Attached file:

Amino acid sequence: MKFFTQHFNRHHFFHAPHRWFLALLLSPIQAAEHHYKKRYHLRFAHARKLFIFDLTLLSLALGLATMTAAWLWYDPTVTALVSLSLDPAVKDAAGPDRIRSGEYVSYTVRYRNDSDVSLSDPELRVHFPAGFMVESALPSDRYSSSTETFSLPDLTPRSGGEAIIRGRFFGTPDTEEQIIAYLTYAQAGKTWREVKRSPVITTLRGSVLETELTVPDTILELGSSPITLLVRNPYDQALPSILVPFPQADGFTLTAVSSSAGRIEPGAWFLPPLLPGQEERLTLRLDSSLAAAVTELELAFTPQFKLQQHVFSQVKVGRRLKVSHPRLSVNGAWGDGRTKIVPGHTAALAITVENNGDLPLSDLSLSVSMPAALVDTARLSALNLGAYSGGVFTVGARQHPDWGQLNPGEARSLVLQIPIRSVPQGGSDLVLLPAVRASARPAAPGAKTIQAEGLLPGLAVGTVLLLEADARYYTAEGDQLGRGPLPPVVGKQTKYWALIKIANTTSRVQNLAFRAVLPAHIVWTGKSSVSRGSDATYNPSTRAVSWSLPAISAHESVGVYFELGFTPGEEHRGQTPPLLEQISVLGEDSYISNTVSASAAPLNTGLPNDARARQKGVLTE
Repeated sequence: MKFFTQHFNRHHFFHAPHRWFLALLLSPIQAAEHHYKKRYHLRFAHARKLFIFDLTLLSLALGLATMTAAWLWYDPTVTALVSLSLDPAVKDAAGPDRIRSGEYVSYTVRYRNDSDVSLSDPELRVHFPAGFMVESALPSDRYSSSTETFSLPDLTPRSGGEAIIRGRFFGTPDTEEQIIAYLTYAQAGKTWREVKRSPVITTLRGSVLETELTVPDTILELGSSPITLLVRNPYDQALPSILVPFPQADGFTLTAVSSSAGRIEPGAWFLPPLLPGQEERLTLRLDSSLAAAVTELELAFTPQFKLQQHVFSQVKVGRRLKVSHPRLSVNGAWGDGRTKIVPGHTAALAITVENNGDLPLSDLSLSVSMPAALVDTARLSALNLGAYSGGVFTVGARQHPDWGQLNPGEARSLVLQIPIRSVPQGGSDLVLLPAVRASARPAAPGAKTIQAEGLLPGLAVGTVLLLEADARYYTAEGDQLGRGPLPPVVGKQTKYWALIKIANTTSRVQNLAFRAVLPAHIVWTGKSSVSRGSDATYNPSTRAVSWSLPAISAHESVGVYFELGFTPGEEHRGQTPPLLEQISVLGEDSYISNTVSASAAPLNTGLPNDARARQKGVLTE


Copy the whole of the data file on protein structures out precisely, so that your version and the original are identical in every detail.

Amino acid sequence: MKFFTQHFNRHHFFHAPHRWFLALLLSPIQAAEHHYKKRYHLRFAHARKLFIFDLTLLSLALGLATMTAAWLWYDPTVTALVSLSLDPAVKDAAGPDRIRSGEYVSYTVRYRNDSDVSLSDPELRVHFPAGFMVESALPSDRYSSSTETFSLPDLTPRSGGEAIIRGRFFGTPDTEEQIIAYLTYAQAGKTWREVKRSPVITTLRGSVLETELTVPDTILELGSSPITLLVRNPYDQALPSILVPFPQADGFTLTAVSSSAGRIEPGAWFLPPLLPGQEERLTLRLDSSLAAAVTELELAFTPQFKLQQHVFSQVKVGRRLKVSHPRLSVNGAWGDGRTKIVPGHTAALAITVENNGDLPLSDLSLSVSMPAALVDTARLSALNLGAYSGGVFTVGARQHPDWGQLNPGEARSLVLQIPIRSVPQGGSDLVLLPAVRASARPAAPGAKTIQAEGLLPGLAVGTVLLLEADARYYTAEGDQLGRGPLPPVVGKQTKYWALIKIANTTSRVQNLAFRAVLPAHIVWTGKSSVSRGSDATYNPSTRAVSWSLPAISAHESVGVYFELGFTPGEEHRGQTPPLLEQISVLGEDSYISNTVSASAAPLNTGLPNDARARQKGVLTE
Repeated sequence: MKFFTQHFNRHHFFHAPHRWFLALLLSPIQAAEHHYKKRYHLRFAHARKLFIFDLTLLSLALGLATMTAAWLWYDPTVTALVSLSLDPAVKDAAGPDRIRSGEYVSYTVRYRNDSDVSLSDPELRVHFPAGFMVESALPSDRYSSSTETFSLPDLTPRSGGEAIIRGRFFGTPDTEEQIIAYLTYAQAGKTWREVKRSPVITTLRGSVLETELTVPDTILELGSSPITLLVRNPYDQALPSILVPFPQADGFTLTAVSSSAGRIEPGAWFLPPLLPGQEERLTLRLDSSLAAAVTELELAFTPQFKLQQHVFSQVKVGRRLKVSHPRLSVNGAWGDGRTKIVPGHTAALAITVENNGDLPLSDLSLSVSMPAALVDTARLSALNLGAYSGGVFTVGARQHPDWGQLNPGEARSLVLQIPIRSVPQGGSDLVLLPAVRASARPAAPGAKTIQAEGLLPGLAVGTVLLLEADARYYTAEGDQLGRGPLPPVVGKQTKYWALIKIANTTSRVQNLAFRAVLPAHIVWTGKSSVSRGSDATYNPSTRAVSWSLPAISAHESVGVYFELGFTPGEEHRGQTPPLLEQISVLGEDSYISNTVSASAAPLNTGLPNDARARQKGVLTE